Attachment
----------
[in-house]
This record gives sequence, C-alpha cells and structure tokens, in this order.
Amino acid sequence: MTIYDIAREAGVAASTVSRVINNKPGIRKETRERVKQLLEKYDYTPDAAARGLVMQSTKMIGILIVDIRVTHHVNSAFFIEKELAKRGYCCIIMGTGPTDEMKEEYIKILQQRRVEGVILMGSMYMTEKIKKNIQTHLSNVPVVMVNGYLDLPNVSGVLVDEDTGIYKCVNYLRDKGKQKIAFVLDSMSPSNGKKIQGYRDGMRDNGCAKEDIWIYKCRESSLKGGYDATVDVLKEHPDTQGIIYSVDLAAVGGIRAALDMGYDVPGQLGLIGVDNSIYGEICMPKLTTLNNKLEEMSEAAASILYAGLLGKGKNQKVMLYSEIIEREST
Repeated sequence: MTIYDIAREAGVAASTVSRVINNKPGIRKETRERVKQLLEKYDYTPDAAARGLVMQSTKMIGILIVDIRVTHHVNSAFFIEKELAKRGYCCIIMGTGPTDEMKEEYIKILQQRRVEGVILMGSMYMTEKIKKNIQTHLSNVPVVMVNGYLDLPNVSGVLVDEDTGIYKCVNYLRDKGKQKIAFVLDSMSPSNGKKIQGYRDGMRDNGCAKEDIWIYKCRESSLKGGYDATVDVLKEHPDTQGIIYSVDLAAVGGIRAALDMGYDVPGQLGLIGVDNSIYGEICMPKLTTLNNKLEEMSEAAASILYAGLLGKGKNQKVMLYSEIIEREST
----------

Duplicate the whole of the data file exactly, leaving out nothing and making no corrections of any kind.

[in-house]
This record gives sequence, C-alpha cells and structure tokens, in this order.
Amino acid sequence: MTIYDIAREAGVAASTVSRVINNKPGIRKETRERVKQLLEKYDYTPDAAARGLVMQSTKMIGILIVDIRVTHHVNSAFFIEKELAKRGYCCIIMGTGPTDEMKEEYIKILQQRRVEGVILMGSMYMTEKIKKNIQTHLSNVPVVMVNGYLDLPNVSGVLVDEDTGIYKCVNYLRDKGKQKIAFVLDSMSPSNGKKIQGYRDGMRDNGCAKEDIWIYKCRESSLKGGYDATVDVLKEHPDTQGIIYSVDLAAVGGIRAALDMGYDVPGQLGLIGVDNSIYGEICMPKLTTLNNKLEEMSEAAASILYAGLLGKGKNQKVMLYSEIIEREST
Repeated sequence: MTIYDIAREAGVAASTVSRVINNKPGIRKETRERVKQLLEKYDYTPDAAARGLVMQSTKMIGILIVDIRVTHHVNSAFFIEKELAKRGYCCIIMGTGPTDEMKEEYIKILQQRRVEGVILMGSMYMTEKIKKNIQTHLSNVPVVMVNGYLDLPNVSGVLVDEDTGIYKCVNYLRDKGKQKIAFVLDSMSPSNGKKIQGYRDGMRDNGCAKEDIWIYKCRESSLKGGYDATVDVLKEHPDTQGIIYSVDLAAVGGIRAALDMGYDVPGQLGLIGVDNSIYGEICMPKLTTLNNKLEEMSEAAASILYAGLLGKGKNQKVMLYSEIIEREST